Ian Striplin  by Ian Striplin
  Equity Analyst, Gradient Analytics LLC (a Sabrient Systems company)

The very nature of borrowing shares, securities lending, and short selling is opaque. During recent equity events, existing reporting procedures exacerbated the misperception of short interest levels and influenced the intentional short squeeze mechanics. Without rehashing what has been discussed at length, written about, and even chronicled in film, the SEC has been put in a difficult – but not unmanageable – position to “do something” about nefarious practices among some powerful short sellers. As a result, the SEC is proposing Rule 10c-1 under the Exchange Act, which would require any person who loans a security on behalf of itself or another person (Lender) to provide the specified material terms of their securities lending transactions to a registered national securities association (RNSA).

While the proposal impacts many asset classes, the securities lending market is dominated by US equities, and we focus on those impacts here at Gradient Analytics. Our clients look to us for differentiated short ideas built on a foundation of earnings quality concerns. Along with other liquidity measures, Gradient has always been mindful of short interest, not only to avoid crowded short trades but also to provide fresh ideas to our institutional clientele. If anything, we believe our research will stand to benefit from increased transparency, which demands greater effort to find actionable short ideas.

There are many items on SEC chairman Gary Gensler's agenda, and this may simply be the “topic of the day.” Indeed, we believe the short-seller bogeyman fits well with other recent demands – including a congressional stock trading ban, forced ESG investment, and T+0 (i.e., same-day) settlement of security transactions. In the interim, we looked at the proposal and came away with several thoughts, many of which one also might find in the comment section of the SEC website.  Read on…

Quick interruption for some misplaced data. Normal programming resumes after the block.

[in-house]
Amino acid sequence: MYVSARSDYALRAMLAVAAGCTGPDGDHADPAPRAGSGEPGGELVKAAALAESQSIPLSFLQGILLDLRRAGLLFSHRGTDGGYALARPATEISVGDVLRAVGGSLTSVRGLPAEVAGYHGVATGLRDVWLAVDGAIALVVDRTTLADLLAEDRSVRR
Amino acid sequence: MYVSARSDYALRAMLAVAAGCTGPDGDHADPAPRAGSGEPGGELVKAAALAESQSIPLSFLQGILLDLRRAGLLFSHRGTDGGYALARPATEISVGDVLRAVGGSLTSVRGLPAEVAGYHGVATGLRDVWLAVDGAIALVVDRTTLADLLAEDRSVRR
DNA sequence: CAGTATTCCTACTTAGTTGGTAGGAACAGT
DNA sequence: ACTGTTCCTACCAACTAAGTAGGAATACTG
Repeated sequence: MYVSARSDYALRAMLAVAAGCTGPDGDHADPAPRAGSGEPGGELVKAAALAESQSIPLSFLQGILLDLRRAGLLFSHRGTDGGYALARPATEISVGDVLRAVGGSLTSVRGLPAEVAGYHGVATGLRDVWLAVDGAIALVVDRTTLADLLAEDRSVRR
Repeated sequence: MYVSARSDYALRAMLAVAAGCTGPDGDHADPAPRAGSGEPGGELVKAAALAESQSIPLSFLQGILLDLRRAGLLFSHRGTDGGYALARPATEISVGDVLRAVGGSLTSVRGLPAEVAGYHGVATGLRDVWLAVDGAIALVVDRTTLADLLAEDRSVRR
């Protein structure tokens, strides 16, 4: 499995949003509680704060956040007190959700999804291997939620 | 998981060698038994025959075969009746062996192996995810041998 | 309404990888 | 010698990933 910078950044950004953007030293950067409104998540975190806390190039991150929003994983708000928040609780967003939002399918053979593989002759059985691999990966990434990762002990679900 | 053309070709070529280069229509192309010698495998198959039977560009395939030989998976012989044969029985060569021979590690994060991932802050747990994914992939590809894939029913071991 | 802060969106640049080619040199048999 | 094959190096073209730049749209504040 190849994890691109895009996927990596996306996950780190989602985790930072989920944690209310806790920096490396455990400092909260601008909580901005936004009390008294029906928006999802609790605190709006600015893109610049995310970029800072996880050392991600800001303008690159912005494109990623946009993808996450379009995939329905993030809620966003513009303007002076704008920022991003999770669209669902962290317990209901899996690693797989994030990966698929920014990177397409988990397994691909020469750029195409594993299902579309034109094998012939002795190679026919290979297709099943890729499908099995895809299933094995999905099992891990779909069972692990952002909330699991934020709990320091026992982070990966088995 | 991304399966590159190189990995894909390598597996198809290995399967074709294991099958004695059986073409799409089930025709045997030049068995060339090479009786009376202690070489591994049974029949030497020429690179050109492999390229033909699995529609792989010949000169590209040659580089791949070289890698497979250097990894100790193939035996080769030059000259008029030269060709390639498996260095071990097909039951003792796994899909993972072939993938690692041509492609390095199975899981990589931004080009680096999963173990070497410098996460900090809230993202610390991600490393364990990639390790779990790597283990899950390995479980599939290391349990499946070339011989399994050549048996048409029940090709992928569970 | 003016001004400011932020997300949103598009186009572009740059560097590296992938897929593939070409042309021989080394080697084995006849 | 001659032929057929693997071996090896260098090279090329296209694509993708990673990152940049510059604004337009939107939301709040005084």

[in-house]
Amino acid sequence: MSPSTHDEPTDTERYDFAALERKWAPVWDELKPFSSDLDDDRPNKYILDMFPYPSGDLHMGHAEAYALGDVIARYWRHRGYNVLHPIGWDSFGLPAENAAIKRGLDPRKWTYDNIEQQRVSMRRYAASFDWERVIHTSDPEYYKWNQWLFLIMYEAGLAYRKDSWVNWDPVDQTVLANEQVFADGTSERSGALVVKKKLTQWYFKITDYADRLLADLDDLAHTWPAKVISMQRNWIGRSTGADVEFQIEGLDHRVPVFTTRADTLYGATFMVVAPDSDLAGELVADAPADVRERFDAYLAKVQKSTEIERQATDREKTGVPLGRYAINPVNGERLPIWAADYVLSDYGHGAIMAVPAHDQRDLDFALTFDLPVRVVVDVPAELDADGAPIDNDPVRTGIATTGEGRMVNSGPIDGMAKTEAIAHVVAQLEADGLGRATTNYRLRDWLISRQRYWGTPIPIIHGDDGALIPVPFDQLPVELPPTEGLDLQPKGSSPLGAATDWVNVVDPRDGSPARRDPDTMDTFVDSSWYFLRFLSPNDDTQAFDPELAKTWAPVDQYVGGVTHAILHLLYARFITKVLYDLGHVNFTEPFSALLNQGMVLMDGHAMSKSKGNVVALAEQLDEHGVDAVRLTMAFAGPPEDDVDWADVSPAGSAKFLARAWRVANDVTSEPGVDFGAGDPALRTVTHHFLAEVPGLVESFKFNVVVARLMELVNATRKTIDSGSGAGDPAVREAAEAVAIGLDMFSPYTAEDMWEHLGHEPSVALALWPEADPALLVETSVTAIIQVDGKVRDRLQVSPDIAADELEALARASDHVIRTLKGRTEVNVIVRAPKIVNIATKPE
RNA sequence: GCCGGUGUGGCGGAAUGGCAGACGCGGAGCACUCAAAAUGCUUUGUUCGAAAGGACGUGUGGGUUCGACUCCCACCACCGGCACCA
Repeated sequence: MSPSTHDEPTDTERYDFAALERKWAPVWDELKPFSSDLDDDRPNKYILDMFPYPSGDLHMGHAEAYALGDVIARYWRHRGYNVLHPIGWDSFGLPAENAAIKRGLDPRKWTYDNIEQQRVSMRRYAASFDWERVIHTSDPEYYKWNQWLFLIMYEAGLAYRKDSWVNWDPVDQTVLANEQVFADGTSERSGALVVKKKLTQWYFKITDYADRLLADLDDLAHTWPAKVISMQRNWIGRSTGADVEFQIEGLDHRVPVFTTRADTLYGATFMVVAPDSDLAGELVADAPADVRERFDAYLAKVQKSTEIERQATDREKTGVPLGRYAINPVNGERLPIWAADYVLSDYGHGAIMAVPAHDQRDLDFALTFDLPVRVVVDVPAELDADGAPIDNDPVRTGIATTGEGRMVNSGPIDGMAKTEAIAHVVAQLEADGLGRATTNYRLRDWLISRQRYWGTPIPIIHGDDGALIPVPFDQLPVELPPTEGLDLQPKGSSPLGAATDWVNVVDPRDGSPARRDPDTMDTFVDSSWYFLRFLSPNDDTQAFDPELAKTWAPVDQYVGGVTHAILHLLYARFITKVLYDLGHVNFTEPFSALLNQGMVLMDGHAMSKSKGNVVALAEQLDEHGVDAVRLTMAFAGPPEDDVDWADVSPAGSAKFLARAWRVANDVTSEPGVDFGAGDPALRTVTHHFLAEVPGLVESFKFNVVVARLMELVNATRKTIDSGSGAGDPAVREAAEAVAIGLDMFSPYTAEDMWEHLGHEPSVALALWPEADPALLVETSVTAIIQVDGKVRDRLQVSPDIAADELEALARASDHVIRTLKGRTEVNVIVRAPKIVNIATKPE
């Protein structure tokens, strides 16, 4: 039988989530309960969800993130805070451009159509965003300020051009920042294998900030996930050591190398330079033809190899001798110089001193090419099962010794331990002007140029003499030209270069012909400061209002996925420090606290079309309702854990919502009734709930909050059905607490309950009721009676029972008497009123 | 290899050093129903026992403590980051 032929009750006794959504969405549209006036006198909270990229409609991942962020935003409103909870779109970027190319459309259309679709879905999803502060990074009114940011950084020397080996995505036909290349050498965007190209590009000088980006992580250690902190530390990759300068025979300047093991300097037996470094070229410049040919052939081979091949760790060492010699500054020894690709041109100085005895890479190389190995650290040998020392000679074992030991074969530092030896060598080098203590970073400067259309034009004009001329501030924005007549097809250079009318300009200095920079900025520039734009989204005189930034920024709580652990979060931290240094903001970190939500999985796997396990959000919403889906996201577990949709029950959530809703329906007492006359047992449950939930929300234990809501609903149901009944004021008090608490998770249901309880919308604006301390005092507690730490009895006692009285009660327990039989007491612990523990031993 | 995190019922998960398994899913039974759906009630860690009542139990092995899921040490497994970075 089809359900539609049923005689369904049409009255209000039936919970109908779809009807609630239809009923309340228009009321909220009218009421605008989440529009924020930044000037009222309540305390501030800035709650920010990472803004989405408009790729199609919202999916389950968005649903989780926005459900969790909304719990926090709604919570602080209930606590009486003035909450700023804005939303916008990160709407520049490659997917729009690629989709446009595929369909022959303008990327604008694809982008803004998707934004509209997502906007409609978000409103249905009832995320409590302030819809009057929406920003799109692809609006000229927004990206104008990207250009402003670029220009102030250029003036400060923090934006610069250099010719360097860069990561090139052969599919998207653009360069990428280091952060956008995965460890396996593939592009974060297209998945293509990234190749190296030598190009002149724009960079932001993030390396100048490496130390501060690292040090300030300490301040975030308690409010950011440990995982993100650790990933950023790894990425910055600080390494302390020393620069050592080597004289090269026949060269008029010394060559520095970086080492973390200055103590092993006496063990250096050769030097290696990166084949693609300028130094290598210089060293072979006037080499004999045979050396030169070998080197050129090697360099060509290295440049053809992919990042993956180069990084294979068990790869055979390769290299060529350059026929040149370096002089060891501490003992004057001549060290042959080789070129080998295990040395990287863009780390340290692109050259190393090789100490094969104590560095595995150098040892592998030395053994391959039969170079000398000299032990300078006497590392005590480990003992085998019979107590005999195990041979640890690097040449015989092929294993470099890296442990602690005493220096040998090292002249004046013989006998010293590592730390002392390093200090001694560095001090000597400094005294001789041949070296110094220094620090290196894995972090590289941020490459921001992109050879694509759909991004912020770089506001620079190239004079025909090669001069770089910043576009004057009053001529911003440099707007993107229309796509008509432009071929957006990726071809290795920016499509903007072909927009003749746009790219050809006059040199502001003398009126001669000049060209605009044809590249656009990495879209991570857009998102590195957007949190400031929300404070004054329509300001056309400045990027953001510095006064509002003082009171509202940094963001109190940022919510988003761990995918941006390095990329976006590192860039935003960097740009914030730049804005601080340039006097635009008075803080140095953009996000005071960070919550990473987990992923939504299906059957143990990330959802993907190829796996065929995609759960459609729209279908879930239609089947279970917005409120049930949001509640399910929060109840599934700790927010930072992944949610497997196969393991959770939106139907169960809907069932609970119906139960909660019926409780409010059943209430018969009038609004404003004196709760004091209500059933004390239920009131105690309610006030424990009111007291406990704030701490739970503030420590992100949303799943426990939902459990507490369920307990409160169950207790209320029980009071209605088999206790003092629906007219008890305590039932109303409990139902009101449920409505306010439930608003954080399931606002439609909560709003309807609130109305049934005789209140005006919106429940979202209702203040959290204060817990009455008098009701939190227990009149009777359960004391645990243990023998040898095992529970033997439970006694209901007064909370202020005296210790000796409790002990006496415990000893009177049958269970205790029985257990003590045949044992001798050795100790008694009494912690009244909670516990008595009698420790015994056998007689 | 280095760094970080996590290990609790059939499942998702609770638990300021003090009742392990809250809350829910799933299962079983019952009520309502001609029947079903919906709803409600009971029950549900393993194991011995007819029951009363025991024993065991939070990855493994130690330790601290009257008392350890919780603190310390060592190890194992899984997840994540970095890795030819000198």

Ryan Frederick  by Ryan Frederick
  Equity Analyst, Gradient Analytics LLC (a Sabrient Systems company)

In 2003, the SEC first officially adopted rules (following Sarbanes-Oxley in 2002) related to the reporting of non-GAAP financial metrics. The new regulations called for a reconciliation of GAAP versus non-GAAP results to be included in various investor resources and to refrain from excluding non-recurring items from non-GAAP metrics if they are reasonably likely to reoccur, which is subject to wide interpretation. Since then, it seems the perceived importance among investors of non-GAAP financial performance has been elevated above traditional GAAP measures. Between 2015 and 2017, less than 10.0% of companies in the S&P 500 did not report a non-GAAP income calculation. However, the ability for management to subjectively decide what is or is not relevant to a company’s core business leaves plenty of room for earnings manipulation.

On the one hand, companies tend to justify their exclusion of various transactions as necessary for “comparability” to historical results, given that GAAP rules have changed over time. Fair enough. However, when an investor chooses to rely upon non-GAAP results when comparing a given company’s results to another’s, the comparisons can be deeply misleading as management has great leeway for subjective (and sometimes ad-hoc) adjustments in their exclusions – i.e., what one company concludes should be excluded in a non-GAAP calculation may not be consistent with what another company may exclude.

In fact, in 2010 former SEC chief accountant Howard Scheck identified non-GAAP performance metrics as a “fraud risk factor.” The SEC even created a taskforce to analyze non-GAAP earnings metrics that could be misleading. Then, in an effort to provide more clarity, the commission provided Compliance and Disclosure Interpretations (C&DIs) which detailed ways in which the SEC may find non-GAAP disclosures to be misleading, but more on that later.

Here at Gradient Analytics, our focus on earnings quality analysis (for both short idea generation and vetting of long candidates) regularly includes an examination of non-GAAP adjustments to determine whether they are appropriate in helping represent the true performance of the firm, or whether they are misleading. There is a plethora of unique adjustments a company could make to a non-GAAP income calculation; however, some are more common than others. One of the more frequent adjustments to GAAP income is the exclusion of restructuring costs. Read on….